15 July 2012

Abandoned, but hopefully not for long

Although I've been selfishly enjoying my time back in North America, I would like to re-dedicate some time to this blog. I haven't been completely out of the web-o-sphere though. Below are three articles I've written for the Jew and the Carrot, a wonderful and often witty look into food politics, culture and Jewish tradition. As you can see from these examples, the blog takes on an arrange of topics..as long as it talks about FOOD.

Knishes and Empanadas in Buenos Aires

Shabbat Done Sustainably

To Till and To Tend: Jewish Farming Course 

18 April 2012

For me, Salta means humita

At the end of February, Ari and I were invited to our friend's house in Northern Argentina, in the province of Salta. The invitation came at the perfect time. We were really starting to feel exhausted by Buenos Aires-- the heat, the people, the daily struggle to simply feel at home in this oppressive and intense metropolis.

So off we went! The 14 hour bus ride made easier by a killer sandwich (homemade wheat bread I baked at 3am to finish off some pantry staples; grated zapallito, lentil burgers and classic lettuce, tomato and mayonnaise toppings. In addition to the midnight Quilmes, the sandwich delivered us to a snoozy slumber.

Getting ready to leave Buenos Aires

Our midnight rest stop

We stepped off the bus in the early morning light to find ourselves in the capital city of Salta which is surrounded by gorgeous, sun-streaked mountains. With Kitty as our tour guide (for the next 10 days) we darted around the city on orders from her mother. We picked up roughly 12 kilos of corn for the marvellous assembly line of humitas that would soon be started at her home in Coronel Moldes, a village about an hour and a half outside of the capital.

Humitas are a delicious traditional dish from Northern Argentina. They consisted of ground corn mixed with cheese and basil wrapped in a corn husked and boiled until ready to serve. They are delicious and the humitas of Kitty's mother were the best in the world. No biases here. I could barely concentrate on a post-journey nap, while everyone was outside in the humita assembly line. It was just too exciting to pass up!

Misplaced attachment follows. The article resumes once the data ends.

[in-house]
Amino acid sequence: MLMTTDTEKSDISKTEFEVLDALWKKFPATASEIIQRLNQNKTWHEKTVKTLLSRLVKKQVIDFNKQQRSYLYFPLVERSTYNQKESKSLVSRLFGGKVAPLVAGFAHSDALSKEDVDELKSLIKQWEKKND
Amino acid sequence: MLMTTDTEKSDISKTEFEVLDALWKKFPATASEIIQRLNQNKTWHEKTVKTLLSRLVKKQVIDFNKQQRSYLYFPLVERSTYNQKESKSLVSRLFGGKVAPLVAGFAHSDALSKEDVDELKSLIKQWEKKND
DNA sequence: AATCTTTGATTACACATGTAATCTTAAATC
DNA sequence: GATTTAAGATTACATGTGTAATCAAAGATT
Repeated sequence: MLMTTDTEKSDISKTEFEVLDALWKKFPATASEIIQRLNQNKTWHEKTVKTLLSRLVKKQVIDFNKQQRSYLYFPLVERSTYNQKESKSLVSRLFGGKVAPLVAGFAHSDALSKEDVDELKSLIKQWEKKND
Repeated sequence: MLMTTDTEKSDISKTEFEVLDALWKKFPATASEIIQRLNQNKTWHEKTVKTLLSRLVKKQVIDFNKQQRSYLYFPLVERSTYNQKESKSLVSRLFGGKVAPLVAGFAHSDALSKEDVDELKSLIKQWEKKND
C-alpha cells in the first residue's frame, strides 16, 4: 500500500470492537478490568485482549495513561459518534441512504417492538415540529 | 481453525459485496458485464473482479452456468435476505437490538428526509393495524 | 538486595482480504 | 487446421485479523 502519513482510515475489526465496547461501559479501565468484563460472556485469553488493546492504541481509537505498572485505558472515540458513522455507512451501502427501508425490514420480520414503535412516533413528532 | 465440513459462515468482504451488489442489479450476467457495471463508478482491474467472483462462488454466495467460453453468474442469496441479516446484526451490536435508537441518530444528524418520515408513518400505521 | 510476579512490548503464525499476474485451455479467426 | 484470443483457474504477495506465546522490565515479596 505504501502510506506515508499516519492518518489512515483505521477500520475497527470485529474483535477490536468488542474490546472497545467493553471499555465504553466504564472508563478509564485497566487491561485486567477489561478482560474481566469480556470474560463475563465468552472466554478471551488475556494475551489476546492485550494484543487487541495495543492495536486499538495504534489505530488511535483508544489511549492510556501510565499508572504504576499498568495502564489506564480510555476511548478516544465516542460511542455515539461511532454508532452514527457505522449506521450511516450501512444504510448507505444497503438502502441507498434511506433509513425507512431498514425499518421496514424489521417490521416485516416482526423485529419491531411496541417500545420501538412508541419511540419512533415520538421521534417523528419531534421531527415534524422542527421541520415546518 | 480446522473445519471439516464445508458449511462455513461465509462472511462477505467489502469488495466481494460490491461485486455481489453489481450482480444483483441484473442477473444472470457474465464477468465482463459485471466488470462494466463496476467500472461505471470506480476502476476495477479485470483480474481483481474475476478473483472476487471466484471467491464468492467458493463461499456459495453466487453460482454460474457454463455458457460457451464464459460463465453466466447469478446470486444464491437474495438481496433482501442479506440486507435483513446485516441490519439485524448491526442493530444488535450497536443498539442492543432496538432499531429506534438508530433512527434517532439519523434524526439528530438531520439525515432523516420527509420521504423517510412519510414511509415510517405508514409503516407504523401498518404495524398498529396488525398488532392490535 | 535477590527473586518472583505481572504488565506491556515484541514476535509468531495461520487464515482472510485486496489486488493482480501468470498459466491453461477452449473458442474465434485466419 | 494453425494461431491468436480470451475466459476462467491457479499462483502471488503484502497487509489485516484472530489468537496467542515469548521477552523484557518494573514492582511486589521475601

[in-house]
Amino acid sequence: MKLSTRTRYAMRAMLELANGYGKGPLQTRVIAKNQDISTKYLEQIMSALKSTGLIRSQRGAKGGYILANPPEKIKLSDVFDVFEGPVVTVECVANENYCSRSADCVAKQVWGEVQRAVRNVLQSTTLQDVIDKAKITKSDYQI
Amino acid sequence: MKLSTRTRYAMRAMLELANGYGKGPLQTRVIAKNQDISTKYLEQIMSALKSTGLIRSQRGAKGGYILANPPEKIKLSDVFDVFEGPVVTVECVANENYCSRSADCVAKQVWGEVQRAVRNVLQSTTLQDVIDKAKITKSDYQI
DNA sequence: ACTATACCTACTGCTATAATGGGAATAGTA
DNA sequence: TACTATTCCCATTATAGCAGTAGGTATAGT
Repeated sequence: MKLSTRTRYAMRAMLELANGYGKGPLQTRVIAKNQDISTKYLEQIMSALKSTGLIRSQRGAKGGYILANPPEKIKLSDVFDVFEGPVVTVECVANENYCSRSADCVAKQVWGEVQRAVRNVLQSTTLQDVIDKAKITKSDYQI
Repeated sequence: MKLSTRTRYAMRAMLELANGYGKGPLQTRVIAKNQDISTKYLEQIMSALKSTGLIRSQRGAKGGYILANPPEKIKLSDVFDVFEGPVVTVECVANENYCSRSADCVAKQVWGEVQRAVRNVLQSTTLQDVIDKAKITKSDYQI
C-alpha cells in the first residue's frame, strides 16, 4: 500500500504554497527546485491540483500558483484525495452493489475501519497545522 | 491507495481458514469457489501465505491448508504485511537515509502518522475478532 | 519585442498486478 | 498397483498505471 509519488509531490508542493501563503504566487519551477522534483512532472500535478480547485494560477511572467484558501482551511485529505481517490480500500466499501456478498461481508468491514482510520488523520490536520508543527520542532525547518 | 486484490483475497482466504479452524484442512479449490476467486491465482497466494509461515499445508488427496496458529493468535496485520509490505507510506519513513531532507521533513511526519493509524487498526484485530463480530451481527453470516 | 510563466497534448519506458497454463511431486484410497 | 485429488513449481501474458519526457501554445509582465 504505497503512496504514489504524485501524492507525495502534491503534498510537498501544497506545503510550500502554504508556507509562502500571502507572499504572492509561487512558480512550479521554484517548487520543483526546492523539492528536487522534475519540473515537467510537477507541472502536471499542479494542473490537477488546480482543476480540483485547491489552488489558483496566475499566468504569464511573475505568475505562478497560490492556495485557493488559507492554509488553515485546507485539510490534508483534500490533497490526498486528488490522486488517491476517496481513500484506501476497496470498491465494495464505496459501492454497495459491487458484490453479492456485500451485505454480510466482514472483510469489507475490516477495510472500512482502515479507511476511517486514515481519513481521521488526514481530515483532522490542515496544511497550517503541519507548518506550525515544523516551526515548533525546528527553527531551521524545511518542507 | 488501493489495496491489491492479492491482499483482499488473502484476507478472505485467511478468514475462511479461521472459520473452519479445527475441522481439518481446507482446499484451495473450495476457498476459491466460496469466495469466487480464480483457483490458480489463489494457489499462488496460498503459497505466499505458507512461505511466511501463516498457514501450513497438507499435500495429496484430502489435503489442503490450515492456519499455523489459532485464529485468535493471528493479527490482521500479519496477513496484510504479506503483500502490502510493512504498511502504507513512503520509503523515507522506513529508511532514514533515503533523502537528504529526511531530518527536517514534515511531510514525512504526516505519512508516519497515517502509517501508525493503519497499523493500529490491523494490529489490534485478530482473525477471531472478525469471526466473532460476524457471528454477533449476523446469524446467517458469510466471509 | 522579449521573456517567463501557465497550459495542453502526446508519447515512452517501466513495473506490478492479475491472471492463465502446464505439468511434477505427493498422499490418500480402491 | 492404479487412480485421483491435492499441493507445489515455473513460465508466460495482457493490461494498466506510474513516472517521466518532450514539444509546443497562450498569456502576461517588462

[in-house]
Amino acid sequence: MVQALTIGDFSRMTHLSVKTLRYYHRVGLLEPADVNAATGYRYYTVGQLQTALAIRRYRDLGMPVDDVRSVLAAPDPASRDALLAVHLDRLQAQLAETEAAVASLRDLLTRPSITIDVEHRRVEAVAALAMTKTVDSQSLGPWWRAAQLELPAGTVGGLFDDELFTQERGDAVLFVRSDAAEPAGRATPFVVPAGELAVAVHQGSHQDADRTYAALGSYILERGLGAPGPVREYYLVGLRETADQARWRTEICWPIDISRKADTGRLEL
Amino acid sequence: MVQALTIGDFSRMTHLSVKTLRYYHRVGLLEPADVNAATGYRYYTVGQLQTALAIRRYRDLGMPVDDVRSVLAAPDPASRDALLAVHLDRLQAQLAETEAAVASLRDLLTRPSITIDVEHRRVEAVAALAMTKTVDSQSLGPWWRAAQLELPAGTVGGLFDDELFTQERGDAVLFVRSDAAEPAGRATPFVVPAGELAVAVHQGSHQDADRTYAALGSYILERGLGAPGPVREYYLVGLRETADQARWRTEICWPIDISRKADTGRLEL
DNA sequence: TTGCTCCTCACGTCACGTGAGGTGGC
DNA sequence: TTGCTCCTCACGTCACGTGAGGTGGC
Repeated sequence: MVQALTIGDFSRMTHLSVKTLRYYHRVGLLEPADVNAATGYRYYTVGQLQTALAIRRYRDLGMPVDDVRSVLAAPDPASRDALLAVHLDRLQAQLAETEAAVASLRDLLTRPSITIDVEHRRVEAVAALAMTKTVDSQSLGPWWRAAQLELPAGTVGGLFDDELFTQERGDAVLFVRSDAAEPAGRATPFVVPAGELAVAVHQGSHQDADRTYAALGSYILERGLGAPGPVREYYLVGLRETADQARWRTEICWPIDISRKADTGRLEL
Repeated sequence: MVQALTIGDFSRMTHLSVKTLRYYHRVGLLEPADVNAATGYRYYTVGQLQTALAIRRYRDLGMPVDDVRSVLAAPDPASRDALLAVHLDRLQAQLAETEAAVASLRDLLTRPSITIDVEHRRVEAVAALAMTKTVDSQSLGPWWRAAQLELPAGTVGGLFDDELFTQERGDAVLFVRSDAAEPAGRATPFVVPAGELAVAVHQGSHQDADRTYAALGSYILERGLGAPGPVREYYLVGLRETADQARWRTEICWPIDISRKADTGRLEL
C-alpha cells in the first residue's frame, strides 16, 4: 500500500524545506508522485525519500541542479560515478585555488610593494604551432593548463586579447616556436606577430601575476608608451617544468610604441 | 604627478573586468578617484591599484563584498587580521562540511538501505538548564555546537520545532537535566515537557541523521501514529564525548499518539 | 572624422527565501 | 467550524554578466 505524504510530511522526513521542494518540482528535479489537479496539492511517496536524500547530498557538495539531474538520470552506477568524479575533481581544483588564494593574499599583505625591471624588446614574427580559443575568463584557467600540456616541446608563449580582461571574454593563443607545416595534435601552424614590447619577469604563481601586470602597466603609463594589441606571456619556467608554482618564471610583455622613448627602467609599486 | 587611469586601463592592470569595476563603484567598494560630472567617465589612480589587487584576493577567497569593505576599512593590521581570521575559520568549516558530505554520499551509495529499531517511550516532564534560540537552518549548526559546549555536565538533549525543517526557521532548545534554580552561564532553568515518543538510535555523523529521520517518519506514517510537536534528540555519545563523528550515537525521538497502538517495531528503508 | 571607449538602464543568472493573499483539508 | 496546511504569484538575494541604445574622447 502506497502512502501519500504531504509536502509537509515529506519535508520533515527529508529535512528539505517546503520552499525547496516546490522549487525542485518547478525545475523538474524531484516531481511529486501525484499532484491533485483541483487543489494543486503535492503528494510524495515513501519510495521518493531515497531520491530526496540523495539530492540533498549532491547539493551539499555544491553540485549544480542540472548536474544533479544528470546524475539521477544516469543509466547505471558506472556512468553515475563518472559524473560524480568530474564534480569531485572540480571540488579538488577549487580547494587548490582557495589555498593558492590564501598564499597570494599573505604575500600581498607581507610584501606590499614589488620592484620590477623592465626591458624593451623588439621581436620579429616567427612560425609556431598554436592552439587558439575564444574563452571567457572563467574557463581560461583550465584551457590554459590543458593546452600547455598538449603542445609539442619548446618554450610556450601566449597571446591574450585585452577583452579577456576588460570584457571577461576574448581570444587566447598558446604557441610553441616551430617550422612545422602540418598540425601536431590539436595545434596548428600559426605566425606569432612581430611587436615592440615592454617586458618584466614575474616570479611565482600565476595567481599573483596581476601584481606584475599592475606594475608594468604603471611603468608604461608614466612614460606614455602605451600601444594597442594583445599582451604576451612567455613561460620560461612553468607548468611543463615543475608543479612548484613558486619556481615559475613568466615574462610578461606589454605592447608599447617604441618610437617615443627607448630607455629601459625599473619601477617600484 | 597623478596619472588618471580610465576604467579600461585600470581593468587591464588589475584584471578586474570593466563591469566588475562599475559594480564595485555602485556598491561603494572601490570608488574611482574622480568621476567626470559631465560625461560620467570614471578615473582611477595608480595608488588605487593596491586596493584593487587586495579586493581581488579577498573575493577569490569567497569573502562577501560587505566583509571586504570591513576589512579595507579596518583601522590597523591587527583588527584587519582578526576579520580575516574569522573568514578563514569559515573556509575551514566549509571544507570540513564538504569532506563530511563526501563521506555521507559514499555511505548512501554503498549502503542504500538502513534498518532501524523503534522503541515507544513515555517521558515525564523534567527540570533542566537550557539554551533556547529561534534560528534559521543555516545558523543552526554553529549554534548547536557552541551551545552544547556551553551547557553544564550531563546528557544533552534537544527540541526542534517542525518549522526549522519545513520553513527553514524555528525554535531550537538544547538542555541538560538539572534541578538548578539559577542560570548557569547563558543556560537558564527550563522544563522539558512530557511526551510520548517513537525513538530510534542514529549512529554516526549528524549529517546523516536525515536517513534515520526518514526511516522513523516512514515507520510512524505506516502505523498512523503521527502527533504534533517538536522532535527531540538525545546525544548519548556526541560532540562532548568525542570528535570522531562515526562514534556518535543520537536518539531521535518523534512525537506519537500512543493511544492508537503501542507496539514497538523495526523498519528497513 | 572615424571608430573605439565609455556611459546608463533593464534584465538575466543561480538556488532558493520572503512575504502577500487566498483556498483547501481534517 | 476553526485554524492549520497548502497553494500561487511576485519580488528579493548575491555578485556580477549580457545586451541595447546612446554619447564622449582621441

Humita assembly line

Ties made from corn husks to bind the humitas

Cutting corn off the cob to prepare to grind for the paste

We borrowed a machine from a neighbour to grind the corn kernels

In San Antonio, TX where my family is from, tamales beckon a similar feeling. Usually made around Christmas time, tamales also require the support of an entire family. For me though, humitas take the cake since they happen to be vegetarian! (Moldes, in general, housed outrageously priced carnicerias so vegetarian food was easy to come by during our stay.)

This was a wonderful introduction to the north, not simply as a culinary lesson, but to experience the many values embedded in the culture of the north. We spent the afternoon making humitas and then drove around to the local diques, or resevoirs, in a large van with the children of the family while the humitas boiled at home.
Our trip to local diques before settling down to eat some humitas
Coronel Moldes, Salta, Argentina

05 February 2012

Glorified Blogroll

Some things deserve more attention:

Similar to my previous post about food waste, Dana Gunder's article in Grist looks at the price of food waste and how we can reorganize our waste priorities.

Learn how to cut an onion! It may sound ridiculous, but I can't count how many times I've been close to cutting a finger off. In general, the blog "A Thought For Food" is stunning and informative, and makes me wish I would spend my money on a professional digital camera instead of plane tickets to South America.